Every company executive knows that exceptional customer service is essential to a corporate future. But that doesn’t mean service has to be routine; it can be outrageously or unexpectedly good. In fact, the more creative or flexible you can be demonstrating outstanding customer service, the likelier the service will be positively remembered. There are many examples in companies across the U.S. of innovative responses to customer concerns.
Consider Southwest Airlines. A passenger complained in writing, with adorable graphics, about a bag damaged during flight. The airline didn’t just send a letter of apology. It empowered a customer service agent to craft a letter resembling an electronic poster, complete with cute photos and news that a check was on its way to reimburse the customer for the cost of the bag. Communication acknowledging a customer’s complaint and promising to rectify the situation promptly is more memorable when framed in a genuinely human response.
Pizza chain Mellow Mushroom granted a deployed soldier husband’s request to deliver a pizza to his wife back home in Jacksonville, Fla. The restaurant went above and beyond, baking the pizza in a heart shape and adding balloons at the time of delivery. One of the lessons of this example of customer service is “know your customers as people, not just as part of a demographic.”
When a customer walked into a Krispy Kreme donut store and asked for donuts that looked like the Olympics’ interlocking rings, the store associate figured out a way to comply with the unusual request. The takeaway from this exchange: just be nice and encourage employees to take ownership of a customer request.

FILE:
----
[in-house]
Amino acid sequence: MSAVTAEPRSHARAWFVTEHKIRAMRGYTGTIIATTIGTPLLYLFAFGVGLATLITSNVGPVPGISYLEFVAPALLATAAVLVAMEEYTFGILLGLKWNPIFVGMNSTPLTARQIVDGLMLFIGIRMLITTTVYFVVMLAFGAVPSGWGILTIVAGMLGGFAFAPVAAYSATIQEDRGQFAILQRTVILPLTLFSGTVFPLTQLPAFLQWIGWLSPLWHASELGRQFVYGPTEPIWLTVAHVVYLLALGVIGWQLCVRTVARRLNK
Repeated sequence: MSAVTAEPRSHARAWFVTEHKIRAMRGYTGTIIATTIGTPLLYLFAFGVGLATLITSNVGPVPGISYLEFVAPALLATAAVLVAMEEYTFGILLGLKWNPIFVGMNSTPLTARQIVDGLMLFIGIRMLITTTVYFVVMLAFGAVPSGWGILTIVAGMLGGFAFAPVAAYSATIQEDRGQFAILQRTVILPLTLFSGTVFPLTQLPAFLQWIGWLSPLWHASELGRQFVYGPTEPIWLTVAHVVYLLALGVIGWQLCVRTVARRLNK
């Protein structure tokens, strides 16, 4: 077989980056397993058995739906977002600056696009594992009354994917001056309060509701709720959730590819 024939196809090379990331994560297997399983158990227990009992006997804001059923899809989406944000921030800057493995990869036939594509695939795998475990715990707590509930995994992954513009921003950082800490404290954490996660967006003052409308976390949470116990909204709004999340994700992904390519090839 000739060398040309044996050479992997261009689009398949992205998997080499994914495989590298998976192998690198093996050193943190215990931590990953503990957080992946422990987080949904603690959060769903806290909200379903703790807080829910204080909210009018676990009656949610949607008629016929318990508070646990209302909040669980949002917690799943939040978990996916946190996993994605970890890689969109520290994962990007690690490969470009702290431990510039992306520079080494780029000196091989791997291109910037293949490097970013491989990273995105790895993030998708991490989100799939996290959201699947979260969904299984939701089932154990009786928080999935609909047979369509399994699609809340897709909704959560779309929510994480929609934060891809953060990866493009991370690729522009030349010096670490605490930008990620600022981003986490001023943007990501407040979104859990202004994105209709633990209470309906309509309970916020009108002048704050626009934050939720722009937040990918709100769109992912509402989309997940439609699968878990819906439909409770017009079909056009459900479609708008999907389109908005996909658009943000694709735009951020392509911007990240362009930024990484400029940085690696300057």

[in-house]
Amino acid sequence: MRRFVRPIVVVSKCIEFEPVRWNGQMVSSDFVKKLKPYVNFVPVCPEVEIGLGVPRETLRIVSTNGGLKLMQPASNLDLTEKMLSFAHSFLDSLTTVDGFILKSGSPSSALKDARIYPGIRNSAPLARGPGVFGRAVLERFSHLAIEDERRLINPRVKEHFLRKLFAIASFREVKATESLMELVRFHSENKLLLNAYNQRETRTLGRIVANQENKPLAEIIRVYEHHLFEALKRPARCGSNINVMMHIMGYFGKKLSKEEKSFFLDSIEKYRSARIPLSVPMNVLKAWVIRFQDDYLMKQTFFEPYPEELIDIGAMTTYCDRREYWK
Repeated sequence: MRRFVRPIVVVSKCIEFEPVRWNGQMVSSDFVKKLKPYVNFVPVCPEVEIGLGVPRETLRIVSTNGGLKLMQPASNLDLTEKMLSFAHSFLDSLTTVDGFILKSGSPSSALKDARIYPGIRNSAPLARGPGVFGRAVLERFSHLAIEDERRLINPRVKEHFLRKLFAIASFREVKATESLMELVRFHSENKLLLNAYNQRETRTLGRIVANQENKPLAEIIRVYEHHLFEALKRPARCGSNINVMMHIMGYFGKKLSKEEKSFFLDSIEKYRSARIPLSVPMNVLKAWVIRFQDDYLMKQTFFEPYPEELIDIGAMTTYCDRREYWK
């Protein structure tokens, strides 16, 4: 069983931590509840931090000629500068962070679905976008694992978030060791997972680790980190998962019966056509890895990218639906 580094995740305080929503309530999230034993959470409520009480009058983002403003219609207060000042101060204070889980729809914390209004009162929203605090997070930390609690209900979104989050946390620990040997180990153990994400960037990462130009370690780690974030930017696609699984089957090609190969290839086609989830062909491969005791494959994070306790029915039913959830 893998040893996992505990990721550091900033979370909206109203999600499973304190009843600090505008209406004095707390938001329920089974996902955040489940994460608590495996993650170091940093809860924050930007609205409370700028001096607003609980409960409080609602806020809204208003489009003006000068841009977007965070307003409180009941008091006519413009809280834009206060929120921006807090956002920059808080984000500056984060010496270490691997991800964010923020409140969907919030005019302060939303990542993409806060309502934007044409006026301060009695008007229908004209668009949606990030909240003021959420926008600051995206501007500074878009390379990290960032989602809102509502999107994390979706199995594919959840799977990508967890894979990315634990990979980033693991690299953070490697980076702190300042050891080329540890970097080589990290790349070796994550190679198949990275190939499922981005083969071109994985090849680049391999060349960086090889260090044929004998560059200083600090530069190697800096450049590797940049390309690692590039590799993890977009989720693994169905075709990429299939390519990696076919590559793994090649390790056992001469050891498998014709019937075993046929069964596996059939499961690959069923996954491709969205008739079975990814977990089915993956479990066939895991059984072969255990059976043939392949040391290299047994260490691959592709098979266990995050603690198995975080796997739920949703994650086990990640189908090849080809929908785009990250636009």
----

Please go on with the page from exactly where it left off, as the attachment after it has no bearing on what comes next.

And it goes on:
These and other businesses know how to create goodwill, encouraging brand loyalty, forging forgiveness when mistakes happen and setting a company apart from its competition.
Apple’s iconic service delivered by friendly, approachable geeks is on display at 300 Apple stores worldwide. It’s also evident by the actually helpful technical help provided over the phone. Even if you can’t offer super-cool retail outlets designed to look like historically significant tourist attractions, you can ensure that your repair, replacement and upgrade processes are as streamlined as possible.
Even businesses appreciate flexible options for payment. The Plum Card from American Express gives a discount for making a payment before the billing cycle closes, or up to 60 days to pay the balance without interest. Cardholders also can choose their own billing statement date. Customers can optimize their payment date and the company loses nothing, as they still get paid. They do gain a leg up on their competitors by providing something the consumer wants.
At Zappos, the online site famous for a nearly endless selection of shoes, a supportive company culture translates into truly helpful customer service representatives. Buoyed by the company’s most notable perk, free return shipping for up to a year after purchase, buyers also can count on surprise upgrades with orders and easy-to-achieve preferred customer status. All of this superior customer attention translates into 11 million purchasing customers, 75 percent of whom are repeat customers. Resolve to implement a one-of-a-kind hallmark for your company’s customer service.
LEGO responded to a 7-year-old’s email about his lost minifigure by sending him a replacement toy and additional accessories, along with a note acknowledging the company’s gratitude for the child being such a big fan of the toy. That extra-mile gesture is likely to resonate with the little boy for the rest of his life.
What other outstanding customer service responses have you seen from companies? Please share in the comments.
About the Author
Amanda Benjamin can often be found at tech conferences, promoting CRM platforms that connect agents with customers in real time.